And suppliers are rising to that challenge, in order to offer product developers what they need. For instance, Sabinsa is highlighting the immune support benefits of the company’s ingredients. “Sabinsa’s Curcumin C3 Complex has clinical validation for many health conditions, so we’re raising awareness that it supports immune function and counteracts inflammation, a component of the COVID-19 disease,” explains Shaheen Majeed, President Worldwide, Sabinsa. “A recent peer-reviewed scientific article co-authored by the founder and chairman of Sabinsa, Dr. Muhammed Majeed, along with other scientists, reviews the possible role of curcumin in COVID-19 scenarios with supporting evidence from existing literature.” The review summarizes the results from in silico and animal studies of curcumin on viral infections, which found that curcumin could at least partially prevent the entrance of coronavirus into human cells. Other findings: “The paper cites several studies wherein curcumin is effective in pulmonary -inflammation, -fibrosis, and -edema. The positive role of curcumin played out under the cytokine storm conditions during viral infections is also discussed. The review touches on the recuperative actions of curcumin on cardiac and kidney functional damage caused by viral infections. Curcumin’s role in mitigating the morbid acute respiratory distress syndrome (ARDS) during viral infections, as demonstrated in animal models, is also reviewed. The outstanding antioxidant and anti-inflammatory properties of curcumin are the basis of their activity.”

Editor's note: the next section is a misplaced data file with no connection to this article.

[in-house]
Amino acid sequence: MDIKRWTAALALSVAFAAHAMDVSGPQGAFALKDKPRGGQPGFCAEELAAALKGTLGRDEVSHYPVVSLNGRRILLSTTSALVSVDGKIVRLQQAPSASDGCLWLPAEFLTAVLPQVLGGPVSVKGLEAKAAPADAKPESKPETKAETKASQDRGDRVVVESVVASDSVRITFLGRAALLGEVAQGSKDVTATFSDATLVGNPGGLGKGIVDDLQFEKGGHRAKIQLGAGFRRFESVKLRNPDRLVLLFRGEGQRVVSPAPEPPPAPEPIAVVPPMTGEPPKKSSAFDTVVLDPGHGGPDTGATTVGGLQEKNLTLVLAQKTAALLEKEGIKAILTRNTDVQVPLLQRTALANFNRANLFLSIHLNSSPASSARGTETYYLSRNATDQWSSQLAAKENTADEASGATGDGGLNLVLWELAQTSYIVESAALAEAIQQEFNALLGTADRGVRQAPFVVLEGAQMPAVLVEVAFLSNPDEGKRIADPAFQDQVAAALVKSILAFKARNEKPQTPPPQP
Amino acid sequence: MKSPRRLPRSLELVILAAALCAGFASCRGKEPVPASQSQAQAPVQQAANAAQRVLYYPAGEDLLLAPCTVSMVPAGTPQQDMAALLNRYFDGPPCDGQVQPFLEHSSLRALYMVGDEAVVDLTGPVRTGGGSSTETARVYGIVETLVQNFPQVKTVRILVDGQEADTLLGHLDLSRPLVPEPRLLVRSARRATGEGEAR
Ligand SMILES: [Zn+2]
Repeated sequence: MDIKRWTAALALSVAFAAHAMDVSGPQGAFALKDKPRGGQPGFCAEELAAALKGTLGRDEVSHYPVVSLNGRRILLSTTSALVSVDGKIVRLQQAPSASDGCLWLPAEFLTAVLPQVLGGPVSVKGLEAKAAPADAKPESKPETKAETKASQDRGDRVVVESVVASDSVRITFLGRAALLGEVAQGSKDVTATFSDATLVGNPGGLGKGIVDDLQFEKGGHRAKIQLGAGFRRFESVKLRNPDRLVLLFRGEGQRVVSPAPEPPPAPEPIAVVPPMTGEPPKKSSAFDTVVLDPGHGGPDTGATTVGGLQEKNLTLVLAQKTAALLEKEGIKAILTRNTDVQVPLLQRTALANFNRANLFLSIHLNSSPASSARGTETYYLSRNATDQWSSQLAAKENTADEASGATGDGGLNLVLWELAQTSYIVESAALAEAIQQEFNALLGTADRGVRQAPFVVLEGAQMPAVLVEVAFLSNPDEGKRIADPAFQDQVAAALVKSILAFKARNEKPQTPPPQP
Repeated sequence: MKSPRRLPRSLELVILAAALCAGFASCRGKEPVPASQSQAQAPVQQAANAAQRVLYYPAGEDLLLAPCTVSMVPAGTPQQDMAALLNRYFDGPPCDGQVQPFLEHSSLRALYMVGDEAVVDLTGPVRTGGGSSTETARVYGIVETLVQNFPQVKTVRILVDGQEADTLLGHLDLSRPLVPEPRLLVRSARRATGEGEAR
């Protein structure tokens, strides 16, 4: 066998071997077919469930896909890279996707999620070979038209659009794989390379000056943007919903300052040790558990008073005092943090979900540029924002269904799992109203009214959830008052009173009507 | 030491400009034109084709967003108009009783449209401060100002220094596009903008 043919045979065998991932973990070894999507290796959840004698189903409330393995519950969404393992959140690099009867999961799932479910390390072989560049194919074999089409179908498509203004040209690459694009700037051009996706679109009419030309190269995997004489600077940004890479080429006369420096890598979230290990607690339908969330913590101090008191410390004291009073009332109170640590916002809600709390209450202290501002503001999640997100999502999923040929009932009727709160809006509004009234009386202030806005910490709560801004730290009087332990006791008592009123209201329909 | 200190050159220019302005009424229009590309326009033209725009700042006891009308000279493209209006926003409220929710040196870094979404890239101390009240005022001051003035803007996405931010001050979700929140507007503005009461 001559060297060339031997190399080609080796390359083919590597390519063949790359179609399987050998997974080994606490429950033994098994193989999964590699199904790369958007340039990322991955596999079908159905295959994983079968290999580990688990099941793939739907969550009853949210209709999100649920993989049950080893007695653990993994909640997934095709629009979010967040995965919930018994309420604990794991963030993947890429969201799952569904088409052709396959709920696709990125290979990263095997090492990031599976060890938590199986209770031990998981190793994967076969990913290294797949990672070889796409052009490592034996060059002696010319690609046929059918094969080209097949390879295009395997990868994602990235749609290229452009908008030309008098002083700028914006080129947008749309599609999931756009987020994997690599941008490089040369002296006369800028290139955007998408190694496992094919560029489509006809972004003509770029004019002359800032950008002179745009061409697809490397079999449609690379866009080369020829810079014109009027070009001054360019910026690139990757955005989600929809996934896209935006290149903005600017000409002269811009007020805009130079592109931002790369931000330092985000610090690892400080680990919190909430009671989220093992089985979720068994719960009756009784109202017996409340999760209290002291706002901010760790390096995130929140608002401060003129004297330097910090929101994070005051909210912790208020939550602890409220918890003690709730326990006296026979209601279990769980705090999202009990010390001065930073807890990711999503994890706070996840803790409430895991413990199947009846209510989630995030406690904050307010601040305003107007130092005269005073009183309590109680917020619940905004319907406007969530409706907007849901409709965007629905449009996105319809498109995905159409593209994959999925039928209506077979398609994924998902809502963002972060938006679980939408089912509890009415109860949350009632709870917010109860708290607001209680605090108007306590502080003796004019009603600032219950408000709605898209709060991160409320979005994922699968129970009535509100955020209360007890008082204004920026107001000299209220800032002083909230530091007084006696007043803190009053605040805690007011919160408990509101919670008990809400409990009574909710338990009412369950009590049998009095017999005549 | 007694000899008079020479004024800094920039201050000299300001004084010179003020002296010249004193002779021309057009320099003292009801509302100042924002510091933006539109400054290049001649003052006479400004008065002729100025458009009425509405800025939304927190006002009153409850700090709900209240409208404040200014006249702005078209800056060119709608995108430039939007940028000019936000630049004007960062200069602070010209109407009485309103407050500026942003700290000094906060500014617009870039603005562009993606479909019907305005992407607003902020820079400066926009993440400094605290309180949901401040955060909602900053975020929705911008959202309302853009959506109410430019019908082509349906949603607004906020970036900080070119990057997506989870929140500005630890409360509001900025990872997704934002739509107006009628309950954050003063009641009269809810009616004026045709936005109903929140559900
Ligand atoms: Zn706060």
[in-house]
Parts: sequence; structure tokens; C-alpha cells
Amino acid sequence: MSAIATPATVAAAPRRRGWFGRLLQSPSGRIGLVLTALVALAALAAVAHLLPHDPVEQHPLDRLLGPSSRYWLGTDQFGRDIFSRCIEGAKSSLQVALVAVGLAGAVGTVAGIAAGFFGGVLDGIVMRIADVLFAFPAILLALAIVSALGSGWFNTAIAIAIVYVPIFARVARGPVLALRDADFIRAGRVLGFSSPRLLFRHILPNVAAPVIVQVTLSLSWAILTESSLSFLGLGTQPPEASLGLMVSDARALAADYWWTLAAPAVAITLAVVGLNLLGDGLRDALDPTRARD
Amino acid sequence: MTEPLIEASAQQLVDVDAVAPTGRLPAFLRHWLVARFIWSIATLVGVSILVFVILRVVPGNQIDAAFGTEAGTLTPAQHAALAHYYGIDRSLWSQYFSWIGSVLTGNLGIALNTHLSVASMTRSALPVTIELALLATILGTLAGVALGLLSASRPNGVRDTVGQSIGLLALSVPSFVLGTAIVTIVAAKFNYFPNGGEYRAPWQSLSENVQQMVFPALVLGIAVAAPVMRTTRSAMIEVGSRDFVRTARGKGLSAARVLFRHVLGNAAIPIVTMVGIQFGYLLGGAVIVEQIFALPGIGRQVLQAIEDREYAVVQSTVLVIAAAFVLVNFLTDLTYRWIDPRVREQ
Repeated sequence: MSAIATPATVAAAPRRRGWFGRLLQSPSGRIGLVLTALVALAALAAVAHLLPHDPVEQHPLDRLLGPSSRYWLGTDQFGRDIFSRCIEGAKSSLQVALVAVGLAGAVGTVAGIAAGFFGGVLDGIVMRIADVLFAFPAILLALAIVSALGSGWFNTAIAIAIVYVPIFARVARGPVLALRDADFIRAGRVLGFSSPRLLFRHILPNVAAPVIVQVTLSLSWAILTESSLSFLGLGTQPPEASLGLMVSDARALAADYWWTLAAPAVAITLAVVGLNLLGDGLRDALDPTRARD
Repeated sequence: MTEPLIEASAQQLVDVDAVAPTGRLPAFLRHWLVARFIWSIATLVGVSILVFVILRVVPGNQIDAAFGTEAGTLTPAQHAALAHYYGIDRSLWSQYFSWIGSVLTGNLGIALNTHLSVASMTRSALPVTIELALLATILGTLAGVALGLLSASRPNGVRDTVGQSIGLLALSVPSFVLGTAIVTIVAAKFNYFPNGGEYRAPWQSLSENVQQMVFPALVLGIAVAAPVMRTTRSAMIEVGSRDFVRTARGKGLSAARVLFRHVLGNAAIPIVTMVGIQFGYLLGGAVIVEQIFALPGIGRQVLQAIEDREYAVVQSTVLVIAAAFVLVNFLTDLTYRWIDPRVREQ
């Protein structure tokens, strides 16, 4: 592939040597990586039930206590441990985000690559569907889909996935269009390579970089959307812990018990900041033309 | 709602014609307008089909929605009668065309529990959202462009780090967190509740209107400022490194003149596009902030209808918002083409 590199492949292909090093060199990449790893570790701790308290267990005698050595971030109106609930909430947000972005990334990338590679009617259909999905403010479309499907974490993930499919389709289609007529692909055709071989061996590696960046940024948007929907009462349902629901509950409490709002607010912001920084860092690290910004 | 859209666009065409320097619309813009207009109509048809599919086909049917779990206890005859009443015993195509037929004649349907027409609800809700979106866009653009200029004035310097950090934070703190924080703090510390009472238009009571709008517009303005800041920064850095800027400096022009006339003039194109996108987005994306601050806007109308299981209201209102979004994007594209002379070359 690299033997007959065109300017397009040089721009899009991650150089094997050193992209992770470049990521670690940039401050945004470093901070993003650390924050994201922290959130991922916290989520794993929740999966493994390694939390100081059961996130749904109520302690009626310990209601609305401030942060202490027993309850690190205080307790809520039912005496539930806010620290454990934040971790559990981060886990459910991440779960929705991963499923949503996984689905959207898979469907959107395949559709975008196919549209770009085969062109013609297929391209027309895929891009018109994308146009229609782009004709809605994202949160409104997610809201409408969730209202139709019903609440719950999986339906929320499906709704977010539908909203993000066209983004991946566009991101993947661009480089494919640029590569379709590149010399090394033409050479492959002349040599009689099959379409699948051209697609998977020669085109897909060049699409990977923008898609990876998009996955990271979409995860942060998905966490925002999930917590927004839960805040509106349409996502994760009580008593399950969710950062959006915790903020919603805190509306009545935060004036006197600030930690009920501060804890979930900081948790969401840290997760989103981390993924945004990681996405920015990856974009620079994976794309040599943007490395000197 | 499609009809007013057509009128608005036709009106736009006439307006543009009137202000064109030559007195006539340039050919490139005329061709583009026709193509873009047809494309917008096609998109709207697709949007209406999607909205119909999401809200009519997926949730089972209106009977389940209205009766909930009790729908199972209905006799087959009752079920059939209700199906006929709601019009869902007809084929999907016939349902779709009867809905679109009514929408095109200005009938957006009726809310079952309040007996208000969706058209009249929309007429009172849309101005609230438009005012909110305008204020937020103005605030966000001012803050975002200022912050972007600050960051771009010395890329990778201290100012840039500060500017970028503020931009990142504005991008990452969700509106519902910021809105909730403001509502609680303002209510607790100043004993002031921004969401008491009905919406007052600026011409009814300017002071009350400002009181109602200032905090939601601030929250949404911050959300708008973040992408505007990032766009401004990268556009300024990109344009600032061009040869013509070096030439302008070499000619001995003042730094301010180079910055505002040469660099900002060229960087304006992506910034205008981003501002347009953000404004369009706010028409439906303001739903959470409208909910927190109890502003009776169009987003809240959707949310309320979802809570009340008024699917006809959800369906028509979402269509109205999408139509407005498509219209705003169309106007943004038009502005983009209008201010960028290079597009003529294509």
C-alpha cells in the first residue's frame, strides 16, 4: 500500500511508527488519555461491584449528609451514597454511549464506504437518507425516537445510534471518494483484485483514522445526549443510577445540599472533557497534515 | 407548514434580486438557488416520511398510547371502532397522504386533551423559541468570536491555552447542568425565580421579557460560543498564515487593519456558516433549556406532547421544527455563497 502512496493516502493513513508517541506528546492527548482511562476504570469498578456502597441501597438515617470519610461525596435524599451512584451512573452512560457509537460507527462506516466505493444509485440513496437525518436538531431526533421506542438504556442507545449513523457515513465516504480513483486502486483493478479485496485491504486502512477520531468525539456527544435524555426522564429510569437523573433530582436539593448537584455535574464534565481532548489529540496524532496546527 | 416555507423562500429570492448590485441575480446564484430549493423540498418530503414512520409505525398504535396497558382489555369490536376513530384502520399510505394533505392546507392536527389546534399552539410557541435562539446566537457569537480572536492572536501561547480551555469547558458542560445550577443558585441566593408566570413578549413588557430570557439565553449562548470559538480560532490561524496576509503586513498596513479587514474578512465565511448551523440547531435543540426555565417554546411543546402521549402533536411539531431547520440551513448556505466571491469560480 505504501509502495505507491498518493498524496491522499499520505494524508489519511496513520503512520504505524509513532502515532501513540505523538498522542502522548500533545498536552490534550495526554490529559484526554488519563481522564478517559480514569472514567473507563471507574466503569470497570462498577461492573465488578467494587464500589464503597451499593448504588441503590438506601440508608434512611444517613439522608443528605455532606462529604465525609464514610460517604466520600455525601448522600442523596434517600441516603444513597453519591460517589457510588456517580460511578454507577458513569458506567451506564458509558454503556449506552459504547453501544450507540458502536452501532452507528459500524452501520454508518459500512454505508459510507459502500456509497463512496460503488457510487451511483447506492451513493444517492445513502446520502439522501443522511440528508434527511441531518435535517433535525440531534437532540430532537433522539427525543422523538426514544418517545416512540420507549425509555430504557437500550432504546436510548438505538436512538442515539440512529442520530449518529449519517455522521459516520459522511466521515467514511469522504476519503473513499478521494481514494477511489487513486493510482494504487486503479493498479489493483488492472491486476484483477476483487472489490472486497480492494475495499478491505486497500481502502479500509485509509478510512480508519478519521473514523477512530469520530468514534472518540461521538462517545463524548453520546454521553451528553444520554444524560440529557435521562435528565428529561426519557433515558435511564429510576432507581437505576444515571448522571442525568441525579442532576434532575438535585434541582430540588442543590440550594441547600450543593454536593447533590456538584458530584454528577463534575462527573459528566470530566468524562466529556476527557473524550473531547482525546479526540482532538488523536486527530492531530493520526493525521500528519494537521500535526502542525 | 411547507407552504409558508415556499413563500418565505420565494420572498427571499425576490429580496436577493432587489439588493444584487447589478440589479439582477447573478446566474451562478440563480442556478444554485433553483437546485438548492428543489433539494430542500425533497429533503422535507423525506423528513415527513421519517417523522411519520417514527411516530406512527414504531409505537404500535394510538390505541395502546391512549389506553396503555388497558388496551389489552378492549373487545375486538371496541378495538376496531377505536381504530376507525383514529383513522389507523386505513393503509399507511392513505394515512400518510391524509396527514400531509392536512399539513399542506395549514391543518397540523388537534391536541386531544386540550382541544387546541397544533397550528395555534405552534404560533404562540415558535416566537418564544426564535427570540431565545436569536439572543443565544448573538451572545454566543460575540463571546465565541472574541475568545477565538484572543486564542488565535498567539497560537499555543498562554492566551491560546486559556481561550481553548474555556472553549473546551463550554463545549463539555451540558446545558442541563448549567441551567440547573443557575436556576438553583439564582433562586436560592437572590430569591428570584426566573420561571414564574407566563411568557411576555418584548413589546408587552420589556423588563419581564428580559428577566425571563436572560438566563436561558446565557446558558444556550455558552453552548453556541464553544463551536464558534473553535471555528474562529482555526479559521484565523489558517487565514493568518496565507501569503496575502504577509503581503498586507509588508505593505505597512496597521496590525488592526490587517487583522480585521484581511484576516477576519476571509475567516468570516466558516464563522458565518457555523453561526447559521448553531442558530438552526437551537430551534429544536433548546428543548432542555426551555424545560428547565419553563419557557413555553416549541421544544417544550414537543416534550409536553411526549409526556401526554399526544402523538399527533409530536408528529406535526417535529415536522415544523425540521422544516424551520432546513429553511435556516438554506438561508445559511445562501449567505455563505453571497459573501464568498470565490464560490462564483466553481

Gut Health. This area is seeing innovation—and a recent development may spur even more: An international panel of experts recently redefined the term synbiotics (1). Hannah Holscher, one of the panel members, explained that the old definition—which included the terms pre- and probiotics—“may have restricted innovation.” The new definition hopes to guide the future innovation that will hopefully result from the redefinition.

This is far from the only development in the digestive health arena. The segment is helped along by growing evidence of a connection to general, body-wide health. “New interest in gut health continues as a gateway to overall health and immune support,” says Mark Thurston, President of AIDP. “We continue to believe that prebiotics will be at the forefront of overall gut health.”